One of the basic things about a string is that it can vibrate in many different shapes or forms, which gives music its beauty.
Quantum mechanics brought an unexpected fuzziness into physics because of quantum uncertainty, the Heisenberg uncertainty principle.
There was a long history of speculation that in quantum gravity, unlike Einstein's classical theory, it might be possible for the topology of spacetime to change.
String theory is an attempt at a deeper description of nature by thinking of an elementary particle not as a little point but as a little loop of vibrating string.
So when you ask me how string theory might be tested, I can tell you what's likely to happen at accelerators or some parts of the theory that are likely to be tested.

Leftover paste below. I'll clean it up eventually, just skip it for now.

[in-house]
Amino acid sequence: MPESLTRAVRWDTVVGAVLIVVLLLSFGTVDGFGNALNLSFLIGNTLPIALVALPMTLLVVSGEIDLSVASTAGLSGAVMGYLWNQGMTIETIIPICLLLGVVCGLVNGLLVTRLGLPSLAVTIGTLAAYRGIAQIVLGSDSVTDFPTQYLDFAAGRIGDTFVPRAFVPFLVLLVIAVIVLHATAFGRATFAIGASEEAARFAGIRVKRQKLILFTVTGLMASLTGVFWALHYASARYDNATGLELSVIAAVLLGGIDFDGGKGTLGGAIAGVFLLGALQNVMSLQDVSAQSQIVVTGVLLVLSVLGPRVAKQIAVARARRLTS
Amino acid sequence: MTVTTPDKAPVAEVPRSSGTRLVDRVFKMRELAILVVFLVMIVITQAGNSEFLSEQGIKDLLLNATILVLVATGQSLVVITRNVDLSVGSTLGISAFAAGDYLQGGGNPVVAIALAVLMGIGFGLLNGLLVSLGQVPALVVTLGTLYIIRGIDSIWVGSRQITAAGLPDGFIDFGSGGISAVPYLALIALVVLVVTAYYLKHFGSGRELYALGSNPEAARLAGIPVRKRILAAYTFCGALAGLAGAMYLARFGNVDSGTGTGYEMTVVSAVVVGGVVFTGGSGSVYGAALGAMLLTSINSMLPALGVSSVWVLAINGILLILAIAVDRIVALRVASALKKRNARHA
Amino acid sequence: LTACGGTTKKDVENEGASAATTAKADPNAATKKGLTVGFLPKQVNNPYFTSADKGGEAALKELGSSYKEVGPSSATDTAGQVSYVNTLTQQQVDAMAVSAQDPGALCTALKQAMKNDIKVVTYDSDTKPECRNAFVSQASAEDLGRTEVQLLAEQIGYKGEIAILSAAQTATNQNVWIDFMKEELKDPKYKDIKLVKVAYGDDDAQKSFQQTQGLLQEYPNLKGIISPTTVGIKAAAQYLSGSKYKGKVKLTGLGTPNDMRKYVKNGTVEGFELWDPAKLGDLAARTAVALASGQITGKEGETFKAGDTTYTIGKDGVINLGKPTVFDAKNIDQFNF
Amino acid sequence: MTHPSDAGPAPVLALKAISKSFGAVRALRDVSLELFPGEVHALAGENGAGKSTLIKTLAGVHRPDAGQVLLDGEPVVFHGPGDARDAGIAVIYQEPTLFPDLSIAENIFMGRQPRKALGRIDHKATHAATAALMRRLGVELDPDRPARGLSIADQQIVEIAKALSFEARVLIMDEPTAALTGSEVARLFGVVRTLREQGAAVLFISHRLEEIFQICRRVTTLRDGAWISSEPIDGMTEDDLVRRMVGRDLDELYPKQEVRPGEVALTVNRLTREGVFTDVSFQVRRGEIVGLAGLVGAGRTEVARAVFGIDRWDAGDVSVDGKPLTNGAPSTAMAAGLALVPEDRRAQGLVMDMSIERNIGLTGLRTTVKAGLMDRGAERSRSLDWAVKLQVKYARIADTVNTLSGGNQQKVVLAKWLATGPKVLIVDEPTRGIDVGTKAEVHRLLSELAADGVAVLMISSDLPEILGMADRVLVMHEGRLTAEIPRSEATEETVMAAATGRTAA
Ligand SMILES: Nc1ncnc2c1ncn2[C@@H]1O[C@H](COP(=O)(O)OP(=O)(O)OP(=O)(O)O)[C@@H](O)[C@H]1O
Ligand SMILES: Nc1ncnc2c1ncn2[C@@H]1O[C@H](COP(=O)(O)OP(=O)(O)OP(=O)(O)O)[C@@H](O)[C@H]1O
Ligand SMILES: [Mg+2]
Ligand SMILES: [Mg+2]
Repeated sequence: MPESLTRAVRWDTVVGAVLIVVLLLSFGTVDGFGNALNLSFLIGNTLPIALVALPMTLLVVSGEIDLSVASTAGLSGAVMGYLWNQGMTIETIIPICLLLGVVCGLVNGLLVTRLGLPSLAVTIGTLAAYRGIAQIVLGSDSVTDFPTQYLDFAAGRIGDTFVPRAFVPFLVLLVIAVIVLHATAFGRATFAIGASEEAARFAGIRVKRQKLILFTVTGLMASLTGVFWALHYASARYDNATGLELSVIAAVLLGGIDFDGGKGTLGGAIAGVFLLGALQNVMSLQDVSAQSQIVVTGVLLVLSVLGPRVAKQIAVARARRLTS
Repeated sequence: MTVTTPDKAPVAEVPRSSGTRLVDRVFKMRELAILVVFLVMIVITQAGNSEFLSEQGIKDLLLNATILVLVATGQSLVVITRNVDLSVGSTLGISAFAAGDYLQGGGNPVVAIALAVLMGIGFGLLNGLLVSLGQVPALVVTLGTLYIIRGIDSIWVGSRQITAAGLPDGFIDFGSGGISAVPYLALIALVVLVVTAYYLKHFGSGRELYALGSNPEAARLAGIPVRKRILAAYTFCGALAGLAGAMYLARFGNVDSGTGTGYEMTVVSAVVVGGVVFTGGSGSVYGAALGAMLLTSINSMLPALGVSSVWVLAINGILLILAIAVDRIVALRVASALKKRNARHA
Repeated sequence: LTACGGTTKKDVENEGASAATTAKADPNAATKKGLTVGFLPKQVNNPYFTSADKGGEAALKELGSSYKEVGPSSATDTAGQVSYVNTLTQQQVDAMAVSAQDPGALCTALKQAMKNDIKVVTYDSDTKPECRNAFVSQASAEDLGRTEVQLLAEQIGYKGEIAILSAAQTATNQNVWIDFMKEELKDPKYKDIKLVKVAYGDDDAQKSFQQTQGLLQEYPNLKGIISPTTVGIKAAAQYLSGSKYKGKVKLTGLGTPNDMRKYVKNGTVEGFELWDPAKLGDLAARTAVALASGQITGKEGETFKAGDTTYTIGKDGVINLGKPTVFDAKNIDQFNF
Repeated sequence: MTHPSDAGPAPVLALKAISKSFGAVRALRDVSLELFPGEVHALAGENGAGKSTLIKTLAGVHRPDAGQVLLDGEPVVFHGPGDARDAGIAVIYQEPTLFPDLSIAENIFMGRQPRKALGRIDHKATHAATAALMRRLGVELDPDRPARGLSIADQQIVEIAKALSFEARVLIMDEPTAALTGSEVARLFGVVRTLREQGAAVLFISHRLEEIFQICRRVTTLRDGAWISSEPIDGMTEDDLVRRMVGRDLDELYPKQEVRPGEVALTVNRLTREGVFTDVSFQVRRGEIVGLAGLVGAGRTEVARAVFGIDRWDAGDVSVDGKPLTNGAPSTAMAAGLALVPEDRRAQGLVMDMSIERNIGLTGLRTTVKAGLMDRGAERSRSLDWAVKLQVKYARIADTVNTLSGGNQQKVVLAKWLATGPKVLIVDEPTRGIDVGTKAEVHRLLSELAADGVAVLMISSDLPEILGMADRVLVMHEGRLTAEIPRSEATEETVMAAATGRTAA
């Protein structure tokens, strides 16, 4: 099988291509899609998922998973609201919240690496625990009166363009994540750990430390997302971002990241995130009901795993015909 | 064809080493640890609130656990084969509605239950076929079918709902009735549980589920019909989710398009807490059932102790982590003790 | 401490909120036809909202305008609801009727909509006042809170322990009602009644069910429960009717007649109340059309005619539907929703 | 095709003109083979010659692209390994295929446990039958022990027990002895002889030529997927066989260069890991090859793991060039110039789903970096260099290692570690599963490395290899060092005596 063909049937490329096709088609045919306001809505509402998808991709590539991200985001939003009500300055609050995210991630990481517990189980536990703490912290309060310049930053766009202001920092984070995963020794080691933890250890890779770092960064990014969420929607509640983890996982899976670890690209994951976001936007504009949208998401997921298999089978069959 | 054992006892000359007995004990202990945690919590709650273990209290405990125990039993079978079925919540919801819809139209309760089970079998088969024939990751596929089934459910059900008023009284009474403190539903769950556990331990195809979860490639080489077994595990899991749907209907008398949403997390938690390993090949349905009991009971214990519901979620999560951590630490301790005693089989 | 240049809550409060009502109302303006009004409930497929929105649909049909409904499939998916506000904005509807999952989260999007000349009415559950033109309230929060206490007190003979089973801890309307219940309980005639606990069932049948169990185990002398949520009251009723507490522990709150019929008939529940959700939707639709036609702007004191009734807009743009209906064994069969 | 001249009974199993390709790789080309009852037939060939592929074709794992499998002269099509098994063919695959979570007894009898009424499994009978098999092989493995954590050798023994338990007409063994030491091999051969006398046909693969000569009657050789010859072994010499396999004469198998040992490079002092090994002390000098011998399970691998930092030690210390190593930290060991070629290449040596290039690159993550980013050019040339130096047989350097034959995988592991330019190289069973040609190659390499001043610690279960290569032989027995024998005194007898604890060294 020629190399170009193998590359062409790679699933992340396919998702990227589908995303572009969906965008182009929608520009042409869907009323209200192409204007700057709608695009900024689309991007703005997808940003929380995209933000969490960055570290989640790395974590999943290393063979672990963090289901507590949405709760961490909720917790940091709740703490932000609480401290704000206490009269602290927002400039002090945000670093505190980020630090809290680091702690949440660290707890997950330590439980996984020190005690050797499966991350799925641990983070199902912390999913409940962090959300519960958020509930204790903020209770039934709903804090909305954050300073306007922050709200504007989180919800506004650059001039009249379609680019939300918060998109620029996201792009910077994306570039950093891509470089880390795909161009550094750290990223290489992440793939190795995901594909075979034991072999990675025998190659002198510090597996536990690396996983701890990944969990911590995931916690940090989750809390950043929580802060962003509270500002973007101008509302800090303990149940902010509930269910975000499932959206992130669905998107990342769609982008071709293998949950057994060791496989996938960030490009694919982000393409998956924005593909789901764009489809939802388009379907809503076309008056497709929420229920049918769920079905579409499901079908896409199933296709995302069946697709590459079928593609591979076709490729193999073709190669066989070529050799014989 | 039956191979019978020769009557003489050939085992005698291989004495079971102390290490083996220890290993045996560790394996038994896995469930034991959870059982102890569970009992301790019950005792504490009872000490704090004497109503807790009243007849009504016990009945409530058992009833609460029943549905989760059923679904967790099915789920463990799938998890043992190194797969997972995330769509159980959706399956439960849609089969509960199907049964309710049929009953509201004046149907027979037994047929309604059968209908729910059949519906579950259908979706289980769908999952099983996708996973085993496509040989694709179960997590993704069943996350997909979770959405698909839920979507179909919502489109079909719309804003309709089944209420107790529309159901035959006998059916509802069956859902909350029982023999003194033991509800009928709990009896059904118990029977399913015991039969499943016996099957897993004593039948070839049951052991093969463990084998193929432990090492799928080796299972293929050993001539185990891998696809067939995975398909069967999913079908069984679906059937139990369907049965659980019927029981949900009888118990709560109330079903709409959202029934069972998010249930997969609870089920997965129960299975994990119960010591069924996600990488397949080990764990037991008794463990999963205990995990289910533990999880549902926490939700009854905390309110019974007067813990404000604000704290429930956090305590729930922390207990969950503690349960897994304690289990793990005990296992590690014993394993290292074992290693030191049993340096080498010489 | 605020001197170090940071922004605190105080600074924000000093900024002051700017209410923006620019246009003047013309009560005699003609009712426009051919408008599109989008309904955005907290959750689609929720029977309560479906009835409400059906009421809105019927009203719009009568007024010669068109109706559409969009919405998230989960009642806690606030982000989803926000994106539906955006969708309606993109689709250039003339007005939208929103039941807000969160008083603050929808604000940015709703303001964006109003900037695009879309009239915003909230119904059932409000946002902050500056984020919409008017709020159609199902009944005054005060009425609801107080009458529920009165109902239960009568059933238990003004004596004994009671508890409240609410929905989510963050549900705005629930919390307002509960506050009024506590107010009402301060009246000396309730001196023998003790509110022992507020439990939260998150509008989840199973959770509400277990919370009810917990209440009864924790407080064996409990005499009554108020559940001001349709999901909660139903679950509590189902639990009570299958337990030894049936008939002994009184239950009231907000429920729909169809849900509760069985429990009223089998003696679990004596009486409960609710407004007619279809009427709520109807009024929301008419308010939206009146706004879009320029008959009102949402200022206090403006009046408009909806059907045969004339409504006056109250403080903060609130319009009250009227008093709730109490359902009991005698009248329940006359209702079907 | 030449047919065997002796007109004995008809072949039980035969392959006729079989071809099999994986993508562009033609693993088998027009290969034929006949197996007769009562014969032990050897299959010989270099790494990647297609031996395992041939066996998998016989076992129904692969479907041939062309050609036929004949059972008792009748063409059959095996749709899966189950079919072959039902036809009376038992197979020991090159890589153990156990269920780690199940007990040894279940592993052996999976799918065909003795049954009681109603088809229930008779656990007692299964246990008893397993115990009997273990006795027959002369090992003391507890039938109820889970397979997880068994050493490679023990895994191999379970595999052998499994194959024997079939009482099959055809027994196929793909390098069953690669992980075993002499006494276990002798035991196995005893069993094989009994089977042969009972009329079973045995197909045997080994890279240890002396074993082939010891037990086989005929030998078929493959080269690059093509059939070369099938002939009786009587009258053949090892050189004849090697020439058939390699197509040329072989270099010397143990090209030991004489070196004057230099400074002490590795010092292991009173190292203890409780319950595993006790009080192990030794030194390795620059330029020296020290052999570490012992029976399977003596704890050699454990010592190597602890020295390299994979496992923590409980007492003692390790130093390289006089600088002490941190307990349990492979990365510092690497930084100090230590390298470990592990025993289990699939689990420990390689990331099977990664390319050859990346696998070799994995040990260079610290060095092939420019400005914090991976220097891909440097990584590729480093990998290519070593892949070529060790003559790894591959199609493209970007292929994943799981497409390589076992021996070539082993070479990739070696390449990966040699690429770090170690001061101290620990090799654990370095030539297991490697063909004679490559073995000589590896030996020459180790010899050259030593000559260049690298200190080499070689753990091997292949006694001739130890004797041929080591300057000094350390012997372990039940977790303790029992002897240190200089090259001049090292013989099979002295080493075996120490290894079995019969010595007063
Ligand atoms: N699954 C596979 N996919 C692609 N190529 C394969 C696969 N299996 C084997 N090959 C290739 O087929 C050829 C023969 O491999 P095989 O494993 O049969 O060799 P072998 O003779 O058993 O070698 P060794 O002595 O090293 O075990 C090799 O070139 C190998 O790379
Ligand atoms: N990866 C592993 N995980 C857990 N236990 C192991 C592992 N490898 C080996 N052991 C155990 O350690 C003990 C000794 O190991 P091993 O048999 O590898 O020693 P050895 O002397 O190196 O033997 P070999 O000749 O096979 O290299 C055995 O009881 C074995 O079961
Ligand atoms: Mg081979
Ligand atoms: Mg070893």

You have that one basic string, but it can vibrate in many ways. But we're trying to get a lot of particles because experimental physicists have discovered a lot of particles.
I wouldn't have thought that a wrong theory should lead us to understand better the ordinary quantum field theories or to have new insights about the quantum states of black holes.
It's indeed surprising that replacing the elementary particle with a string leads to such a big change in things. I'm tempted to say that it has to do with the fuzziness it introduces.
Having those extra dimensions and therefore many ways the string can vibrate in many different directions turns out to be the key to being able to describe all the particles that we see.
On the other hand, we don't understand the theory too completely, and because of this fuzziness of spacetime, the very concept of spacetime and spacetime dimensions isn't precisely defined.